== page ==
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Too naïve to lead: When leaders fall for flattery.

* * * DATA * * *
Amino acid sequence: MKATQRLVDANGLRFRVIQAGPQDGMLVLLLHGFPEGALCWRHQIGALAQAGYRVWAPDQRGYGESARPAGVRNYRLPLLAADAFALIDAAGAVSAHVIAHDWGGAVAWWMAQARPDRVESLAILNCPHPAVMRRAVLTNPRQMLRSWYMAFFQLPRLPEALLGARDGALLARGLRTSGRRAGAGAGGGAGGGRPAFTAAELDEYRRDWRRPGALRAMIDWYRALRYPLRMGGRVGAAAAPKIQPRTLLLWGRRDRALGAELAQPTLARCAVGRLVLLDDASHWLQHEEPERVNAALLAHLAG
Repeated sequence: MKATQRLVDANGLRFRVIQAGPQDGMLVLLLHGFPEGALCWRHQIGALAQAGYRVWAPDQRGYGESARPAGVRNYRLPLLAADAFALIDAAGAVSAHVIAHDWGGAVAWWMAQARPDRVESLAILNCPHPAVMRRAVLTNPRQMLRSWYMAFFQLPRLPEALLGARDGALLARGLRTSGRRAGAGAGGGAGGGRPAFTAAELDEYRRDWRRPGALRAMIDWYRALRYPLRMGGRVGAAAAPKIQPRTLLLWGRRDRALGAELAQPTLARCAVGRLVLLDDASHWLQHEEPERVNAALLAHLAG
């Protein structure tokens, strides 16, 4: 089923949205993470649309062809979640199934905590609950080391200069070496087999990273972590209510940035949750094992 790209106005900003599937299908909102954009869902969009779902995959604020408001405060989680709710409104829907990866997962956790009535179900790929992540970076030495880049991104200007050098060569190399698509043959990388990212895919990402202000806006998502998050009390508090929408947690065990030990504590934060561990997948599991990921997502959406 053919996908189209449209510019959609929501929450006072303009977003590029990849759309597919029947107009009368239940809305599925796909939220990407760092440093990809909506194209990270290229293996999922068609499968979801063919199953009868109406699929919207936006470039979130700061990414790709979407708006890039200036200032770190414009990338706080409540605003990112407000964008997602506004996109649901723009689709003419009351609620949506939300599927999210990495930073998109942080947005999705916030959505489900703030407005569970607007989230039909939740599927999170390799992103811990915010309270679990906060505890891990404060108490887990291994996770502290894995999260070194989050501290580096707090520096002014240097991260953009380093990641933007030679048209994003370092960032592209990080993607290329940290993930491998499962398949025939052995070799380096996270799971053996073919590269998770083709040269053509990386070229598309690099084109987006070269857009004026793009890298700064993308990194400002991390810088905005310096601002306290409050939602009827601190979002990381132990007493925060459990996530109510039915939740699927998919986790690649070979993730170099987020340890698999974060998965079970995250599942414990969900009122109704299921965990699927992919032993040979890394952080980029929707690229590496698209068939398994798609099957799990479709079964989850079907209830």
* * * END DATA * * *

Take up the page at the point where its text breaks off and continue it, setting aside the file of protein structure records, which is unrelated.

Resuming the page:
Flattery is one of the oldest and most commonly used impression-management tactics in everyday life. Though it often brings benefits to the flatterer, less is known about how it affects the target. In the present research, we explore when and why being flattered can be costly for leaders-common targets of flattery-depending on how they respond to it. We suggest that leaders who are observed rewarding flatterers risk appearing naïve to others. Across seven studies and six supplementary studies ( N = 4,612), we find evidence that leaders who grant favors to flatterers are often perceived to have naively "fallen for flattery," which shapes observers' impressions of the leaders and the organizations they represent. A first set of studies (Studies 1-4) detail the variety of factors that lead observers to conclude their leader has fallen for flattery and the resulting impacts to the leaders' reputation and their organization (e.g., competence, warmth, commitment to the leader, organizational fairness). The second set of studies look at the contextual factors that impact what costs leaders pay for being perceived to have fallen for flattery, including the type of flattery (Study 5), who is harmed by the favor (Study 6), and the leader's apparent awareness of the motives underlying flattery (Study 7). Whereas previous research highlights positive consequences of flattery for the flatterer, we find that flattery comes with costs for leaders and their organizations. We discuss theoretical and practical implications for leaders who are frequently flattered. (PsycInfo Database Record (c) 2023 APA, all rights reserved).

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